Friday, September 11, 2009


The following is taken from the National Park Service's NPS Digest for 9/11/08.


Employees 9/11 Experiences Captured In Oral Histories

NPS photo by Eugene Kuwiz.

On September 11, 2001, hundreds of National Park Service personnel in New York City who protect and tell the stories of our nation’s rich heritage suddenly became part of one of the most tragic days in our nation’s history. Today, the nation reflects on the events of that day and mourns its losses. To add to that reflection, the staff at the National Parks of New York Harbor wanted to share with the NPS family what it was like to be a part of that date in history.

To do so, we thought it fitting that we share some of their memories of the events of that fateful day. The September 11, 2001 Oral History Documentation Project by the Northeast Region captures the recollections and reflections of employees involved in the event and beyond in a series of interviews that took place in the following months.

The 10 units in the National Parks of New York Harbor preserve stories that span the foundation of democracy at Federal Hall, the legacy of immigration at Ellis Island, and the rediscovered past found at the African Burial Ground. On September 11, 2001, the service’s tradition of protecting its resources and helping its visitors and neighbors was enduring and unwavering even in the face of disaster.

Those who were interviewed as part of the oral history project spoke matter-of-factly about their participation, seeing nothing they did as extraordinary. Stevens Laise, chief of interpretation for the Manhattan Sites, perhaps summed it up best: “You know, it was our job. I think that's how we felt about it, that working in the National Park Service you feel a strong tradition of service. It's been that way ever since 1916 when the Park Service was created, that rangers are there to help people. If it's deep in the wilderness and somebody's lost. Or if it's in Lower Manhattan and somebody's seeking shelter. That's our job. That is what a park ranger does.”

Many remembered how the morning began, much like any morning. But as the attacks unfolded, there was a sense of how strange the day was becoming. Daniel Merced, a laborer/custodian at Federal Hall NM, went outside with a colleague after hearing reports that a plane had hit the World Trade Center. They headed up the street to where they could get a view of the Twin Towers. Upon seeing the hole in the building, he turned and said, “’How do you think they're going to fix that?’ And you know, it never occurred that it would fall.”

“It was surreal,” said David Luchsinger, then the Gateway business manager and now the superintendent at Statue of Liberty NM and Ellis Island. “I just sat there and I kept saying, oh my God. What's – something's happening. Something's happening. And then all of a sudden we realized that the whole tower had gone down and they started announcing it. It was incredible.”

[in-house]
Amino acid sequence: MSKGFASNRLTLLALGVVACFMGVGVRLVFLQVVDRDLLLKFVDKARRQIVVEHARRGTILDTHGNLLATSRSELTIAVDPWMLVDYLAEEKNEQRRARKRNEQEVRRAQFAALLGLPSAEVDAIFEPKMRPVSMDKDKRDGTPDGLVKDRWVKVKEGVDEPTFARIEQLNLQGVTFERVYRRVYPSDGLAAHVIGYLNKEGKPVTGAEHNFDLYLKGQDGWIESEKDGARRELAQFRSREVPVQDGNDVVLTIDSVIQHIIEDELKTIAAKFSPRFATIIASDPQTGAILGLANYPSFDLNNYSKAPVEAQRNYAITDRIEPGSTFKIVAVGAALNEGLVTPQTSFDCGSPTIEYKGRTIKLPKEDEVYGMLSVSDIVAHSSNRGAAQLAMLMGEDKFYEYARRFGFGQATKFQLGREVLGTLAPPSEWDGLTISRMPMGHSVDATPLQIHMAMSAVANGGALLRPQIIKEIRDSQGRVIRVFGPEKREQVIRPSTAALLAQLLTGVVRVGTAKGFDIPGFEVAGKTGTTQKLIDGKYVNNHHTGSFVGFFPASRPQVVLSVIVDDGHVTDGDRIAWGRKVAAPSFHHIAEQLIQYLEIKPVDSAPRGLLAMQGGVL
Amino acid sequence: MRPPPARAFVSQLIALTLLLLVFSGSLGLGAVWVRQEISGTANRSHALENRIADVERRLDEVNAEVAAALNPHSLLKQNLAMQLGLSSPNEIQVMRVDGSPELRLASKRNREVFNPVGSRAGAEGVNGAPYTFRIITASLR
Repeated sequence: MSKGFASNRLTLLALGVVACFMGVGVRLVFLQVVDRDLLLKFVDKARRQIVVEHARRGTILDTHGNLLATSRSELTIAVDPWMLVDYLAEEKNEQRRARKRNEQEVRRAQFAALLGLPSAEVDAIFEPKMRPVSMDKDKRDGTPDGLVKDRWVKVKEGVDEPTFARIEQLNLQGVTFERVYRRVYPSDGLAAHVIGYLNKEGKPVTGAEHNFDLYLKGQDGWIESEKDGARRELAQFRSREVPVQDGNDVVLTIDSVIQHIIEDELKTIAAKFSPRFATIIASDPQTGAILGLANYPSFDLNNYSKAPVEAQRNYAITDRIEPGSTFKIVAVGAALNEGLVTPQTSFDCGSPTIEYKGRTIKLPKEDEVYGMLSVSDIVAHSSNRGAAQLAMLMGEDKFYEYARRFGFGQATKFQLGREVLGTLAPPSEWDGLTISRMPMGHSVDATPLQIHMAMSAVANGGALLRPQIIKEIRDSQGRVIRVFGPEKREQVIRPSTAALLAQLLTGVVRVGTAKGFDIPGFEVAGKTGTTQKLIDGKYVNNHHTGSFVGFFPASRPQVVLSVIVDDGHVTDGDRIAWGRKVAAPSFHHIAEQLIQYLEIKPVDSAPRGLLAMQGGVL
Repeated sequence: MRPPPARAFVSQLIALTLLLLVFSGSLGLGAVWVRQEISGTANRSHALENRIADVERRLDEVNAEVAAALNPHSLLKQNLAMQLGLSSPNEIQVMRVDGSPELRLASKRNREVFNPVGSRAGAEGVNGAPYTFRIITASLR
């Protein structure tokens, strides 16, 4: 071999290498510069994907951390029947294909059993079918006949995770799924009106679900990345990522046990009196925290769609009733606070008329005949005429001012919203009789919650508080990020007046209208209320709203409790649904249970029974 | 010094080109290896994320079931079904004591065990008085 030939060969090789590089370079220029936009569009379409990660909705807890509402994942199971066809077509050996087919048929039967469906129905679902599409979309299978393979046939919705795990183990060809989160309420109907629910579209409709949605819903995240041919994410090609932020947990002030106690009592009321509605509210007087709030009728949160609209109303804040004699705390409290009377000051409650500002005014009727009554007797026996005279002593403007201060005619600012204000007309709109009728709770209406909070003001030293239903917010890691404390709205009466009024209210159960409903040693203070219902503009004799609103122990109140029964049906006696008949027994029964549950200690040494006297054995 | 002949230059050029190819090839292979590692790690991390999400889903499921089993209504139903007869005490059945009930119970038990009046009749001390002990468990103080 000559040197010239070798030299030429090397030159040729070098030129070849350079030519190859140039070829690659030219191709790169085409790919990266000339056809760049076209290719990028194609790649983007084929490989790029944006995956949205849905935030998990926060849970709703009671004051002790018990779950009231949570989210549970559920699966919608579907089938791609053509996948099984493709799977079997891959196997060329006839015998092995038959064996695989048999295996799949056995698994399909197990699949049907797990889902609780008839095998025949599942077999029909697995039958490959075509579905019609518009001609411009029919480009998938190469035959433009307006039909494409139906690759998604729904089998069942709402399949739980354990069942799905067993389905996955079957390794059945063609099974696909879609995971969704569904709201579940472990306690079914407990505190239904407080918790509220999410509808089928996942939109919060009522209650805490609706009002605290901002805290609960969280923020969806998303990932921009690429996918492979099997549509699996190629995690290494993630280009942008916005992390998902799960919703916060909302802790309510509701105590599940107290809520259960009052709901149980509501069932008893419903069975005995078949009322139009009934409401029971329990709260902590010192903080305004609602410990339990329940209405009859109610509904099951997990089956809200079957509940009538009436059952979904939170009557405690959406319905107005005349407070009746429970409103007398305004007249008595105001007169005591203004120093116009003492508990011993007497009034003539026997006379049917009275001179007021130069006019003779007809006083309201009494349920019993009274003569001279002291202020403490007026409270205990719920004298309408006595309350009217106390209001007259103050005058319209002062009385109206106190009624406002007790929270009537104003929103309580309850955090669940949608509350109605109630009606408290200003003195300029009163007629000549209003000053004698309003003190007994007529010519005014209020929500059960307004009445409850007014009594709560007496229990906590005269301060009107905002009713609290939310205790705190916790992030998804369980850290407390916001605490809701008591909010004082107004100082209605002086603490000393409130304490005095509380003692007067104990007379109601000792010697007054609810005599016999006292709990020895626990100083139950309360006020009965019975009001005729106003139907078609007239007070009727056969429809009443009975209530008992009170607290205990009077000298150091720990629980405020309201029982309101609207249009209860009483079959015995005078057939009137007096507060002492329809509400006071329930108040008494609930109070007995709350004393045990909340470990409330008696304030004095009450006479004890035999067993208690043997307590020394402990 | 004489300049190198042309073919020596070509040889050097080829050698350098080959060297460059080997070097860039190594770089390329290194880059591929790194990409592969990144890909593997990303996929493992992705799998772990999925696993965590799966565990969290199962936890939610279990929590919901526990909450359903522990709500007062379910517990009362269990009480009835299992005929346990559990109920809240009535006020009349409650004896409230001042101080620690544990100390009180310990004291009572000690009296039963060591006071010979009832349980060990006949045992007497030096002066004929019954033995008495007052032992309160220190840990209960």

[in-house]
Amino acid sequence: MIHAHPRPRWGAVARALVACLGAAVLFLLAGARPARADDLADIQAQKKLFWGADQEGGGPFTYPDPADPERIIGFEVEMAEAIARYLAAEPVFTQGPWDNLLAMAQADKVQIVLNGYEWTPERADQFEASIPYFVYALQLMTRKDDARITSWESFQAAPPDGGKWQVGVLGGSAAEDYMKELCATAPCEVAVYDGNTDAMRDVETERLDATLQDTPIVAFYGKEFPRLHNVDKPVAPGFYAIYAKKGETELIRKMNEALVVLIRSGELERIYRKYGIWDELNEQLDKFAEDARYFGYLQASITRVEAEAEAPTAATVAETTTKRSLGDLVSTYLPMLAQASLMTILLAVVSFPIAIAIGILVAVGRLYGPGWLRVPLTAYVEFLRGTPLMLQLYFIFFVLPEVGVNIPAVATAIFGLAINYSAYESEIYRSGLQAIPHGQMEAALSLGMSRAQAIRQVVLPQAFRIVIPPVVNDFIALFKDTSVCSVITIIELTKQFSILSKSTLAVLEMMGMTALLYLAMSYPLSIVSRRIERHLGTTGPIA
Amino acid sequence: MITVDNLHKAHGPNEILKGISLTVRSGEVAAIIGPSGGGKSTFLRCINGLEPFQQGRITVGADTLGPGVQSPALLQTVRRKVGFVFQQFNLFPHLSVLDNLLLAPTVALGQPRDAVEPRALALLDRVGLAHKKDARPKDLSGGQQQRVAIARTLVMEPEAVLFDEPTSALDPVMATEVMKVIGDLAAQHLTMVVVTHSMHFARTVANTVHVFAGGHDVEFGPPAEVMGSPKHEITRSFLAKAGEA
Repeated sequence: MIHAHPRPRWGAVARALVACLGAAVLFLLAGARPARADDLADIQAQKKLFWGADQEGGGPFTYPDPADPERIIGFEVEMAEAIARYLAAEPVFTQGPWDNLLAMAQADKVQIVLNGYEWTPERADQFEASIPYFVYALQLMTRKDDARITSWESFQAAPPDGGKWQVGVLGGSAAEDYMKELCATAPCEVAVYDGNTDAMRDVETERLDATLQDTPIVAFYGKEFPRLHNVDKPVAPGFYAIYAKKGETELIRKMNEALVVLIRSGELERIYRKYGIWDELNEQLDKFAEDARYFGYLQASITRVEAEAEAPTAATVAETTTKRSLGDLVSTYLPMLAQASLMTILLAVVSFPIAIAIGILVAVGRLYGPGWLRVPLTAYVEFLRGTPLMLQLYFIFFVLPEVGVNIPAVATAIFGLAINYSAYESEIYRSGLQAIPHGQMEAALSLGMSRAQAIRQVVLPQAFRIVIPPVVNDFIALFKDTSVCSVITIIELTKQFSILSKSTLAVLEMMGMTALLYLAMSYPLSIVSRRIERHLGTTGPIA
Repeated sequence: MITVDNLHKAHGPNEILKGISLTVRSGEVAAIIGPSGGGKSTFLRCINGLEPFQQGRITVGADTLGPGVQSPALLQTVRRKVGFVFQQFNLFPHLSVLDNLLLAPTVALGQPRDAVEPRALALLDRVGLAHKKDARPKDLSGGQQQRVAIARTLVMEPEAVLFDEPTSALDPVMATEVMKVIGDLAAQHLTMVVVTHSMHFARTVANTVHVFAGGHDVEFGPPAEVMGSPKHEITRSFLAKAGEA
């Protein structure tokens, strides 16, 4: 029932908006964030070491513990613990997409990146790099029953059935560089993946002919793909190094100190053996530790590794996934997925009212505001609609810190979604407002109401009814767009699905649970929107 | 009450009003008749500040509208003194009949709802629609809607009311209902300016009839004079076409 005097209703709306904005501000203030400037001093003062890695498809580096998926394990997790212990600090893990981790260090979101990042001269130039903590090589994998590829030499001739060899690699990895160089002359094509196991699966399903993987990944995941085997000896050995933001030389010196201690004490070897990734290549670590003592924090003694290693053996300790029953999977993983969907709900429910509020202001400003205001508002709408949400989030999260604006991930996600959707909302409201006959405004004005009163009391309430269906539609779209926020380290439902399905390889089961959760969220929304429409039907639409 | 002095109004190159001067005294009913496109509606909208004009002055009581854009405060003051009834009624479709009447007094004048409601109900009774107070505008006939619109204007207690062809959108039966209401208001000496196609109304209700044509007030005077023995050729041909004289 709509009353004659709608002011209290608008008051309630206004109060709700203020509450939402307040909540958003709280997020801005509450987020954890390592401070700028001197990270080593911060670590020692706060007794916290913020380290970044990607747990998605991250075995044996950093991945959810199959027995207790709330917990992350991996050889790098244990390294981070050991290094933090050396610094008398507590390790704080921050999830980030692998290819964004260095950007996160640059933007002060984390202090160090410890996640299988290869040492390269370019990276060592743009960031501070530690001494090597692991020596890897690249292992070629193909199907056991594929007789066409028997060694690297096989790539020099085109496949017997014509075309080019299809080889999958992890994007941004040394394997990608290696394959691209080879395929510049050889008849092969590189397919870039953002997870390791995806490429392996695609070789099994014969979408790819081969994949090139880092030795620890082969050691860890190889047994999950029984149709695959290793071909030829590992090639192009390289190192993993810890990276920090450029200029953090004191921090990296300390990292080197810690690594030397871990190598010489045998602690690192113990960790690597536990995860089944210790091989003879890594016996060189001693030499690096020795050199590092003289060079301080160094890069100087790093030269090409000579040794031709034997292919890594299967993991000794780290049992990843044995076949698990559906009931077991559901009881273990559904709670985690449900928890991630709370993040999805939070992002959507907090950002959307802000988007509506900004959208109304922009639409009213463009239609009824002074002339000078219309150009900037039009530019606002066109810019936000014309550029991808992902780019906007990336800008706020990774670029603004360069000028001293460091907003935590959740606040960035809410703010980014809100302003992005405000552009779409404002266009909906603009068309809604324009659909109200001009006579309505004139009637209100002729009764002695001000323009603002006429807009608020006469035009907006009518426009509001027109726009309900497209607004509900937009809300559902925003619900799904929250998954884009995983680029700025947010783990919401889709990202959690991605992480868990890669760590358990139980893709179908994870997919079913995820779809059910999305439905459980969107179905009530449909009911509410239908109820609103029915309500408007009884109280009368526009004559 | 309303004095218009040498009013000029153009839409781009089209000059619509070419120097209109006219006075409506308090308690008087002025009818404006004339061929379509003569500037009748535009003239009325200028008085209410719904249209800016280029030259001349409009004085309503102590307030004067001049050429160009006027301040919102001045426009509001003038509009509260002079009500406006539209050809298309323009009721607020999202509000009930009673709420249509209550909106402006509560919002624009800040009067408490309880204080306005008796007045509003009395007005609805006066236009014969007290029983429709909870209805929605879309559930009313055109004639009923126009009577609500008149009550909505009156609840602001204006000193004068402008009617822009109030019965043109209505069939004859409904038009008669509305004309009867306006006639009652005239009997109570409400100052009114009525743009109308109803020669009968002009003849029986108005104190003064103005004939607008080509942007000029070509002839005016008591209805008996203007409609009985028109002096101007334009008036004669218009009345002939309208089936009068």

As it became clear that this was not an accident and the scale of the situation was huge, those with first responder training were at the forefront of the NPS response and some of those first responders were members of the U.S. Park Police. In his interview for the NPS’s September 11, 2001 interview series, then USPP Captain Martin Zweig (now major) said “the [U.S. Park Police] evacuated quite a few people from the piers. People were jumping into the water, from what I was told by the officers on the boat….They just, you know, got as many people out, as well as transporting doctors and nurses to Ellis Island, where they were setting up a triage site.”

Other NPS personnel did their part to assist by securing their sites and clearing spaces for other agencies to use as staging areas. Manhattan Sites superintendent Shirley McKinney, then the superintendent of the Staten Island Unit of Gateway NRA, cleared one of the sites in her unit, “because at Great Kills Park there is a marina there and I figured someone might need to use the dock for rescuing efforts.” Another was the use of facilities at Ellis Island for treating the wounded. The team there treated some firefighters and civilians, but soon there were no longer wounded coming.

Back in Manhattan, rangers at Castle Clinton NM on the Battery and at Federal Hall NM, the two closest parks to the World Trade Centers, did their best to ensure the safety of those in the area following the attack, either by directing them away from areas that could catch fire or by offering them shelter from the blinding cloud of debris that rolled through lower Manhattan as the towers collapsed. As people huddled together wondering what could possibly come next, NPS employees were handing out dust masks and water, doing whatever they could to offer comfort before those seeking refuge felt ready to venture out into a city forever changed.

The team of interviewers for this project was comprised of Louis Hutchins, ethnographer; Chuck Smythe, Ph.D., senior cultural anthropologist, Boston Support Office; Mark Schoepfle, Ph.D., ethnographer, Archeology and Ethnography Program, Washington, DC; and George Tselos, archivist, Statue of Liberty National Monument. The team interviewed 35 NPS employees – from maintenance to management at four National Park Service sites in the New York City area.

Note: The above quotations were all taken from transcripts of the National Park Service September 11, 2001 interview series.

Name: Mindi Rambo

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